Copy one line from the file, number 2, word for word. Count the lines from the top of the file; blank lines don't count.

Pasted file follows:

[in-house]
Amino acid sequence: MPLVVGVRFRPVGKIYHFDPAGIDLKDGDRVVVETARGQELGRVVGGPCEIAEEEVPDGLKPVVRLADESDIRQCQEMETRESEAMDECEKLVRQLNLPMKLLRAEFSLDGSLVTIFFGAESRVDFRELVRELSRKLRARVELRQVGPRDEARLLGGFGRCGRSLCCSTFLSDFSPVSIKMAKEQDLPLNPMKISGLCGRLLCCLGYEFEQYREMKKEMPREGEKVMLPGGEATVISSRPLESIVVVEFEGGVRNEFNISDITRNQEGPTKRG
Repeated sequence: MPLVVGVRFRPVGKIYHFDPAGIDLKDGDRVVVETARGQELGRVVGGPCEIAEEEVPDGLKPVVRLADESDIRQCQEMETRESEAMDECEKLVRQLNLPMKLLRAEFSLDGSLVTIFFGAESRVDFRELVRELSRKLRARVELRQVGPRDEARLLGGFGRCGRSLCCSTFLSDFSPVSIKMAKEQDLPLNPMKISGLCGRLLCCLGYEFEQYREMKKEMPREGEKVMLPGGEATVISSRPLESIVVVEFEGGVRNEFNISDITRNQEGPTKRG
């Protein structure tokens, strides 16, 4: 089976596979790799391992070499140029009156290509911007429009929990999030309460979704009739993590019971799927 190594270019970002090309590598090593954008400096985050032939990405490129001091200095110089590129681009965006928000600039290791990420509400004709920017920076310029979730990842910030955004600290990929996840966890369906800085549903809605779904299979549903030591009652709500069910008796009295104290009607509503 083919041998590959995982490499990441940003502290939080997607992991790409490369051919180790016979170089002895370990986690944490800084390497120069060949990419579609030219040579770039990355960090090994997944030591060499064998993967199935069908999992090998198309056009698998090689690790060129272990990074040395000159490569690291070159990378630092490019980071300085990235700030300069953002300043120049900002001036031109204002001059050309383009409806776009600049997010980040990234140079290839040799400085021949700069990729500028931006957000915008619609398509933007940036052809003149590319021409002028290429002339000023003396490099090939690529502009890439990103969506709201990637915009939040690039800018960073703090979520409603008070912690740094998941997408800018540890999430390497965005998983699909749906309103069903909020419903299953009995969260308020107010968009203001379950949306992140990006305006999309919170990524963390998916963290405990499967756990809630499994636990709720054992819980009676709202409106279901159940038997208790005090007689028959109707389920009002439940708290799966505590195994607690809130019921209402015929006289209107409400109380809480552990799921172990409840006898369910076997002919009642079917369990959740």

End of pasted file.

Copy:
Amino acid sequence: MPLVVGVRFRPVGKIYHFDPAGIDLKDGDRVVVETARGQELGRVVGGPCEIAEEEVPDGLKPVVRLADESDIRQCQEMETRESEAMDECEKLVRQLNLPMKLLRAEFSLDGSLVTIFFGAESRVDFRELVRELSRKLRARVELRQVGPRDEARLLGGFGRCGRSLCCSTFLSDFSPVSIKMAKEQDLPLNPMKISGLCGRLLCCLGYEFEQYREMKKEMPREGEKVMLPGGEATVISSRPLESIVVVEFEGGVRNEFNISDITRNQEGPTKRG